Though the exact cause of Tuesday’s derailment on the Western Railway will be known only after a detailed probe, railway officials said the mishap could have been due to a foreign body, or a part of the train’s underbelly, coming into contact with the track.
Their theory is based on the fact that about 100m behind the accident spot, fastening clips, which hold together the tracks and sleepers (horizontal cement planks) were found damaged.
WR officials suspect that as the Churchgate-bound train approached the crossover (track changing point) where it derailed, something began hitting these clips, knocking them loose. By the time the train reached the crossover, it began to derail. While the first four coaches remained on track, the fifth jumped onto the adjoining line. In all, seven coaches derailed.
Some railway officials, however, said simple track failure could not be ruled out. “We are trying to ascertain the cause of the accident. So far we have found damaged fastening clips about 100m behind the accident spot,” said a senior railway official. As the train was travelling at speed when it derailed, it caused damage to a further 1.5km of track, including two crossover points, and uprooted a pole carrying overhead wires. Officials said restoring this section would be a big challenge.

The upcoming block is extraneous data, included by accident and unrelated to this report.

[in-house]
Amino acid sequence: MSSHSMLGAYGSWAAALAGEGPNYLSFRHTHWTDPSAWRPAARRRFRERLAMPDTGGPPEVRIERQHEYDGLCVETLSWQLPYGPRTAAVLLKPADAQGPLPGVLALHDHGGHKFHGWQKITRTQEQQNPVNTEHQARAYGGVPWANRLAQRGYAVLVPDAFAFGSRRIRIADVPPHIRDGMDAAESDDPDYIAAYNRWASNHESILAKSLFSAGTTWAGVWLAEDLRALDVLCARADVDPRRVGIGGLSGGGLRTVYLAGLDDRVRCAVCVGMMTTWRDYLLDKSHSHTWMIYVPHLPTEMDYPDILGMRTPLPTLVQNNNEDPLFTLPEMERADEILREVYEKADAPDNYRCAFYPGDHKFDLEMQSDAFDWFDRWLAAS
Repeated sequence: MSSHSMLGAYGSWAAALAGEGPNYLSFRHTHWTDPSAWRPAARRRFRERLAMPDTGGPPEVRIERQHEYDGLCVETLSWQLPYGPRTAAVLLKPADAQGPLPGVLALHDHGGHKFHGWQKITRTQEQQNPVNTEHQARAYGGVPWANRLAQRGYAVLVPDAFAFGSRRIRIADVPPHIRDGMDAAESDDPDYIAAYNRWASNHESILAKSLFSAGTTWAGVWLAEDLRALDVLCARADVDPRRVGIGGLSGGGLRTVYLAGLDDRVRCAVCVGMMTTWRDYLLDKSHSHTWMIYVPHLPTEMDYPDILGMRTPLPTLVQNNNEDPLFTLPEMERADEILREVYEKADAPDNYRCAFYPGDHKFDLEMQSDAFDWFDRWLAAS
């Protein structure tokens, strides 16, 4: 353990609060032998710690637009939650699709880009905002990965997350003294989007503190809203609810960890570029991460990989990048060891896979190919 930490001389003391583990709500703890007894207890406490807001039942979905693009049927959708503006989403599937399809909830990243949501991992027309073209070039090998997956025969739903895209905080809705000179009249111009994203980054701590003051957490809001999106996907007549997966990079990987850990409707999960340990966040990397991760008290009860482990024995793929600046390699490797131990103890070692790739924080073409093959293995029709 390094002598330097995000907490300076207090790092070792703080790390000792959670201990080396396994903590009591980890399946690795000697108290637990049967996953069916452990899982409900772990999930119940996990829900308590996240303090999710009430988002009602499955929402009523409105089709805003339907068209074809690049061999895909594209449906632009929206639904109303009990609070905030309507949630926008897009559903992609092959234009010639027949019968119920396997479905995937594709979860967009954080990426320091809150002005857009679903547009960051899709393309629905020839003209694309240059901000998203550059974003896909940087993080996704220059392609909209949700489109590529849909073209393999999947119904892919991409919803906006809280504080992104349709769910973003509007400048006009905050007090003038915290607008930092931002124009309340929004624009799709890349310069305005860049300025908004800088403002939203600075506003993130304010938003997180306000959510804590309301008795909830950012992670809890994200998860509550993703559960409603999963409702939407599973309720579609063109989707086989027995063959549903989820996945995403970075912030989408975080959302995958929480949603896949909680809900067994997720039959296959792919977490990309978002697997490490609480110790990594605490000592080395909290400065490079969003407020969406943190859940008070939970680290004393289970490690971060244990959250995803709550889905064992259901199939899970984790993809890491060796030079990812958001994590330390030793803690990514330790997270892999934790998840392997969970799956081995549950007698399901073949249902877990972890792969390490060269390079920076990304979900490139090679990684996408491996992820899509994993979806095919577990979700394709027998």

“A detailed inquiry will be conducted into this incident,” said Sharat Chandrayan, chief public relations officer, WR. Tuesday’s derailment ensured a second straight day of harrowing journeys for lakhs of people. Around 130 local services were cancelled till late Tuesday evening.
Sujata Sapre, a professor at the International Institute of Sports Management, said, “Almost all students reached college late today because of delayed trains. One of my colleagues had taken a Churchgate-bound train from Goregaon at 10am. She arrived at Churchgate at 2.30pm. Evening peak-hour trains were also delayed and overcrowded. I didn’t board two consecutive Borivali-bound trains as they were too crowded.”
Some even left their offices early to avoid the evening rush but still had to wait for up to 20 minutes for a train. “I left early today so that my train would be less crowded but the situation was bad even at 5pm,” said Satyavan Joshi, 55, who works as an accountant for a private firm.